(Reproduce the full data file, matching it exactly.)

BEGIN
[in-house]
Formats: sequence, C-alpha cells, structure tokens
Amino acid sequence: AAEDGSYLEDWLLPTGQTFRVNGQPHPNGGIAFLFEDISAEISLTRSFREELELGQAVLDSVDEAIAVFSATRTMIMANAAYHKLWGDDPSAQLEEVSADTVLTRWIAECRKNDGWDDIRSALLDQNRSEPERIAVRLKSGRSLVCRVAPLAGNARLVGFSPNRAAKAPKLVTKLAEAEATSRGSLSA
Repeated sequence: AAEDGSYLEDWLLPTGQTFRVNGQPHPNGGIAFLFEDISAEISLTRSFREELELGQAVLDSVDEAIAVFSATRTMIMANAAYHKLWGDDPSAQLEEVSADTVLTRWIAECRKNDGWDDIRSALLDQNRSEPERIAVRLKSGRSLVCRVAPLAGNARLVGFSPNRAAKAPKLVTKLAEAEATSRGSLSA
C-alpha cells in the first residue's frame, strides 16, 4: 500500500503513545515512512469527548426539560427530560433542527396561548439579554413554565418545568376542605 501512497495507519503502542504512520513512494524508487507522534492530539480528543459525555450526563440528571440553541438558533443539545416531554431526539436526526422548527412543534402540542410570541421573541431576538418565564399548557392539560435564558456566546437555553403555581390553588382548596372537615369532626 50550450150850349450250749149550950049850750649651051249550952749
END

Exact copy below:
[in-house]
Formats: sequence, C-alpha cells, structure tokens
Amino acid sequence: AAEDGSYLEDWLLPTGQTFRVNGQPHPNGGIAFLFEDISAEISLTRSFREELELGQAVLDSVDEAIAVFSATRTMIMANAAYHKLWGDDPSAQLEEVSADTVLTRWIAECRKNDGWDDIRSALLDQNRSEPERIAVRLKSGRSLVCRVAPLAGNARLVGFSPNRAAKAPKLVTKLAEAEATSRGSLSA
Repeated sequence: AAEDGSYLEDWLLPTGQTFRVNGQPHPNGGIAFLFEDISAEISLTRSFREELELGQAVLDSVDEAIAVFSATRTMIMANAAYHKLWGDDPSAQLEEVSADTVLTRWIAECRKNDGWDDIRSALLDQNRSEPERIAVRLKSGRSLVCRVAPLAGNARLVGFSPNRAAKAPKLVTKLAEAEATSRGSLSA
C-alpha cells in the first residue's frame, strides 16, 4: 500500500503513545515512512469527548426539560427530560433542527396561548439579554413554565418545568376542605 501512497495507519503502542504512520513512494524508487507522534492530539480528543459525555450526563440528571440553541438558533443539545416531554431526539436526526422548527412543534402540542410570541421573541431576538418565564399548557392539560435564558456566546437555553403555581390553588382548596372537615369532626 50550450150850349450250749149550950049850750649651051249550952749